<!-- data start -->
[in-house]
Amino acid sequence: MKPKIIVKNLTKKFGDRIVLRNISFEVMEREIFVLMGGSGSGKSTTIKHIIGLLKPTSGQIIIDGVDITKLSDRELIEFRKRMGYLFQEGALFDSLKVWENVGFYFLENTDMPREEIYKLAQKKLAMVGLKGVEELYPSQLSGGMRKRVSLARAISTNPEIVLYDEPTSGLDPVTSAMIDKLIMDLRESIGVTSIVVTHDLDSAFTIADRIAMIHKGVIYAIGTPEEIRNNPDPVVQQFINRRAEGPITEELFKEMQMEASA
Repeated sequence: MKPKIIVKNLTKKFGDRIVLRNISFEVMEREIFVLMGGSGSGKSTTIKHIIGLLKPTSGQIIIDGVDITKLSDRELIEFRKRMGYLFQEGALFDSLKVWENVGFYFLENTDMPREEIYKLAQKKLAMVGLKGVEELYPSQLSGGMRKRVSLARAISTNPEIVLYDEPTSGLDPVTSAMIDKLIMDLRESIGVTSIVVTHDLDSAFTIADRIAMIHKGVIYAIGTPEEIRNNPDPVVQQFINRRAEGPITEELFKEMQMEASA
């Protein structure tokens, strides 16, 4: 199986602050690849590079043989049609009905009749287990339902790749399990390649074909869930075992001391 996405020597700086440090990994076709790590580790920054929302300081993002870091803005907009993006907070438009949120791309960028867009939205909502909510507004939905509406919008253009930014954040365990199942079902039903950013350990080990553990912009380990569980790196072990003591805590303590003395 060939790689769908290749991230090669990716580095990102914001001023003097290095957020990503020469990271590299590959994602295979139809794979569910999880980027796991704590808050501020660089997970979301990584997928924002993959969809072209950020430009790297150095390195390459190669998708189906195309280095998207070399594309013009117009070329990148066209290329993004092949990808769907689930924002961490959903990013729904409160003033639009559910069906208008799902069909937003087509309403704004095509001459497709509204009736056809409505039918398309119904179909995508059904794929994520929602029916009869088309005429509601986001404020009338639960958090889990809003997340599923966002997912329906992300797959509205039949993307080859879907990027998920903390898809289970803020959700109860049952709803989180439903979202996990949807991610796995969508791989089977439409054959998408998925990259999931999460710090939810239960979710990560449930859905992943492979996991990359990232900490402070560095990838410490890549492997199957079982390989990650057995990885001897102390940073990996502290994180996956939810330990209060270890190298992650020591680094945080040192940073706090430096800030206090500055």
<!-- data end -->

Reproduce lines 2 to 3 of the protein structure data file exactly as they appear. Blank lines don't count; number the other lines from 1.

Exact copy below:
Amino acid sequence: MKPKIIVKNLTKKFGDRIVLRNISFEVMEREIFVLMGGSGSGKSTTIKHIIGLLKPTSGQIIIDGVDITKLSDRELIEFRKRMGYLFQEGALFDSLKVWENVGFYFLENTDMPREEIYKLAQKKLAMVGLKGVEELYPSQLSGGMRKRVSLARAISTNPEIVLYDEPTSGLDPVTSAMIDKLIMDLRESIGVTSIVVTHDLDSAFTIADRIAMIHKGVIYAIGTPEEIRNNPDPVVQQFINRRAEGPITEELFKEMQMEASA
Repeated sequence: MKPKIIVKNLTKKFGDRIVLRNISFEVMEREIFVLMGGSGSGKSTTIKHIIGLLKPTSGQIIIDGVDITKLSDRELIEFRKRMGYLFQEGALFDSLKVWENVGFYFLENTDMPREEIYKLAQKKLAMVGLKGVEELYPSQLSGGMRKRVSLARAISTNPEIVLYDEPTSGLDPVTSAMIDKLIMDLRESIGVTSIVVTHDLDSAFTIADRIAMIHKGVIYAIGTPEEIRNNPDPVVQQFINRRAEGPITEELFKEMQMEASA